Author: Martina Bodner ( scicommforeveryone@gmail.com )

Let’s imagine something together. It is Saturday morning (well… 1 P.M.), you have a headache and nausea, your eyes are hurting and you have thirsted. Your symptoms are clear: you are in hungover. 

But… what causes it? It may seem strange, but scientists still do not know exactly what causes it.

We know that ethanol (the magic molecule, which made us happy and uninhibited) is converted to acetaldehyde. This process is carried on in the liver by the enzyme called alcohol dehydrogenase. Acetaldehyde is then converted into acetate by the enzyme aldehyde dehydrogenase. Finally, acetate is metabolized in carbon dioxide and water and eliminated from our bodies. This is the way our body eliminated all the alcohol we ingested the night before. The liver can metabolize 8 grams of alcohol every hour. One pint of beer contains around 20 gm of alcohol, so do your math!

Leading causes of hangover symptoms are dehydration caused by the diuretic effect of alcohol, the toxicity of acetaldehyde, and the effect that ethanol has on our immune system, in particular on cytokines. In addition, it is important to mention the genetic diversity among humans. People from Asian origin produce less alcohol dehydrogenase, thus their liver is slower in metabolizing ethanol and their hungover symptoms could be more severe.

I am an Italian woman, born and raised in South Tyrol, so I know my beers and wines. I would be credible if I told you to stop drinking, but it is important to drink in a responsible manner. When we drink, we cause great stress to our liver, which is fundamental for so many other functions in our body. We don’t want to overload it.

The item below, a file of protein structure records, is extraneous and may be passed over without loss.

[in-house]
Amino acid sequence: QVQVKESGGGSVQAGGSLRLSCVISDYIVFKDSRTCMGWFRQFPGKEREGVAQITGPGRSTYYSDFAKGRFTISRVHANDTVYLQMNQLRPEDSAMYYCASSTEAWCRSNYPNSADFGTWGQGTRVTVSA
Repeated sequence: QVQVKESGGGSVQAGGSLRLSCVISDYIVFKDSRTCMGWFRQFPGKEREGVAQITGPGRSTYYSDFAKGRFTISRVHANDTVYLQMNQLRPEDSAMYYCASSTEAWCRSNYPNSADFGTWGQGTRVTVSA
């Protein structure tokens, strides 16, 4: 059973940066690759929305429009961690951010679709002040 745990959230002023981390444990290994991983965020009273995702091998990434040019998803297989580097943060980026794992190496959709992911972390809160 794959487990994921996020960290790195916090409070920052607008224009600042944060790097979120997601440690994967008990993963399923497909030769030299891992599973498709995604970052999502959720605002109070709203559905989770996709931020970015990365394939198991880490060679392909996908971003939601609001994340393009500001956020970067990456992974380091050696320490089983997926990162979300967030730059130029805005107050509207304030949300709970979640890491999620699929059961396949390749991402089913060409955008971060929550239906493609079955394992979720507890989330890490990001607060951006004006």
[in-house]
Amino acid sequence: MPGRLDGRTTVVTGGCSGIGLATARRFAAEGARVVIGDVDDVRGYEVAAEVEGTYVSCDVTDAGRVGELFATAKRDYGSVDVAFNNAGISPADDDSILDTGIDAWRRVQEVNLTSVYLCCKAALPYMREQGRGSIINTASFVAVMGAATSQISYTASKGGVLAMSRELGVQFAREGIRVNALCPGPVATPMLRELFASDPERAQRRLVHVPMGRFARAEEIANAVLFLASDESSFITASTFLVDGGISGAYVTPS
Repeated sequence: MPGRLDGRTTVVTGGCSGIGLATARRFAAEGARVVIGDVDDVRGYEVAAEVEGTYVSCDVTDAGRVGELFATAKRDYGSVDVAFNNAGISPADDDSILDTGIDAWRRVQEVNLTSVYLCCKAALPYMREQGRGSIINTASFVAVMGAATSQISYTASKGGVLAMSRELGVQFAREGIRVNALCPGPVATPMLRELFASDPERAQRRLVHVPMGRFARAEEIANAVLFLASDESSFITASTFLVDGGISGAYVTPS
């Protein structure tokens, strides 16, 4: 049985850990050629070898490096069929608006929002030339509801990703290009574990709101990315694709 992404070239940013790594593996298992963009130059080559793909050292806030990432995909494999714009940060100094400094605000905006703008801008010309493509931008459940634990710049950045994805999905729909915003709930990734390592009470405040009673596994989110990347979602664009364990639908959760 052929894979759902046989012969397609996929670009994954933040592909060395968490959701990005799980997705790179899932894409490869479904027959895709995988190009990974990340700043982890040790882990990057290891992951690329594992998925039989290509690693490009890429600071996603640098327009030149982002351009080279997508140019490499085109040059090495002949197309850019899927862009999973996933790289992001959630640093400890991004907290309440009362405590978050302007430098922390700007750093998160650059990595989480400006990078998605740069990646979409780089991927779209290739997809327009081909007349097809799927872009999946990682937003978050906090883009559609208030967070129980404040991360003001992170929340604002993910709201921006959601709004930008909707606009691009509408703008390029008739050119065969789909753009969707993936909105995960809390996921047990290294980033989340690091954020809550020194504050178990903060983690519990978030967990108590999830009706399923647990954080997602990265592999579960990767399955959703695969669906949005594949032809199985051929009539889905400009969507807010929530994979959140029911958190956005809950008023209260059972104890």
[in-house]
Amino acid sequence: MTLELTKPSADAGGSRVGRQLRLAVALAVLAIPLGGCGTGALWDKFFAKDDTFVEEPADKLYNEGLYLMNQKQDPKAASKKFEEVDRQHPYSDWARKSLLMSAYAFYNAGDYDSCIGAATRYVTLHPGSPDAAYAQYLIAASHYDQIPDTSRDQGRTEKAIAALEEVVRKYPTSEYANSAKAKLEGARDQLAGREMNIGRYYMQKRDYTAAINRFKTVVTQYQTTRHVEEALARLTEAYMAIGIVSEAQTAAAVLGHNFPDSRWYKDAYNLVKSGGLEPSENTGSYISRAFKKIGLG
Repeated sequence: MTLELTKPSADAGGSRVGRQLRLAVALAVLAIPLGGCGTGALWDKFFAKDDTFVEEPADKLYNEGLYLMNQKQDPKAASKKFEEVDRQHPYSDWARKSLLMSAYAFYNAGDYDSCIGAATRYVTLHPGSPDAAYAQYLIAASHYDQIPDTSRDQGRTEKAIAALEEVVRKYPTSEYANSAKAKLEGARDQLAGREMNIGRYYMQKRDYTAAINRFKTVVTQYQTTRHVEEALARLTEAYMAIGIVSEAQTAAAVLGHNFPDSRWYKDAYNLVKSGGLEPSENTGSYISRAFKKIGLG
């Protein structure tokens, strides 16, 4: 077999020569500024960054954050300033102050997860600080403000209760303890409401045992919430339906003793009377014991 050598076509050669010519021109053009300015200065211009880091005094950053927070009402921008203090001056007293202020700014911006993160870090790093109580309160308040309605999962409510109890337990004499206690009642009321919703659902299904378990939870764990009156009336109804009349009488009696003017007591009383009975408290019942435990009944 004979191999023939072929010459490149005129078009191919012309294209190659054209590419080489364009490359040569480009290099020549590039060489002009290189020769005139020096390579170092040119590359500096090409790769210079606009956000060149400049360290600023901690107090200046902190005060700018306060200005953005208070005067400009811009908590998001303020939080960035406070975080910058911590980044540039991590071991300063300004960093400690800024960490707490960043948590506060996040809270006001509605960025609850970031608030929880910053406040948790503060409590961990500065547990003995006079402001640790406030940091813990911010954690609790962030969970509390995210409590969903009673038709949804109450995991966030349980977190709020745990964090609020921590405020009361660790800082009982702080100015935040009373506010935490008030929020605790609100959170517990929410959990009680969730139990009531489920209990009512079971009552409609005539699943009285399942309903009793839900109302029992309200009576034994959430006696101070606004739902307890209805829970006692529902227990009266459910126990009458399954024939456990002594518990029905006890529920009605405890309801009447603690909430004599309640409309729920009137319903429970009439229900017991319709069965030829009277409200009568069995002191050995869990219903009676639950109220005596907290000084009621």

Do you know the origin of the term “hangover”?

In Victorian London, if you could not afford a place to sleep (usually because you spent all your money drinking), you could sleep hanged over a rope for just a penny. You could literally “hung-over” a rope.

About Author:

Martina is an enthusiastic science communicator and has her own blog, and pages on Instagram, and Twitter. She covers various topics, one must definitely visit and follow to learn some fascinating experiences she had and how interactively she shares them through her blog.

Follow her on Instagram, Twitter, LinkedIn and ResearchGate

References:

  1. https://www.compoundchem.com/2016/01/01/hangover/
  2. https://www.mcgill.ca/oss/article/health/curing-hangover
  3. https://www.chemistryviews.org/details/ezine/1052159/Chemistry_of_a_Hangover__Alcohol_and_its_Consequences.html 
  4. https://www.chemistryviews.org/details/ezine/1080019/Chemistry_of_a_Hangover__Alcohol_and_its_Consequences_Part_3.html  https://www.chemistryworld.com/news/why-we-get-hangovers/3007236.article
  5. https://www.businessinsider.com/chemistry-of-hangovers-2016-1?r=DE&IR=T
  6. https://scicommforeveryone.com/2019/12/11/antioxidants-in-red-wine/
  7. https://scicommforeveryone.com/2019/12/25/chemistry-of-wine/

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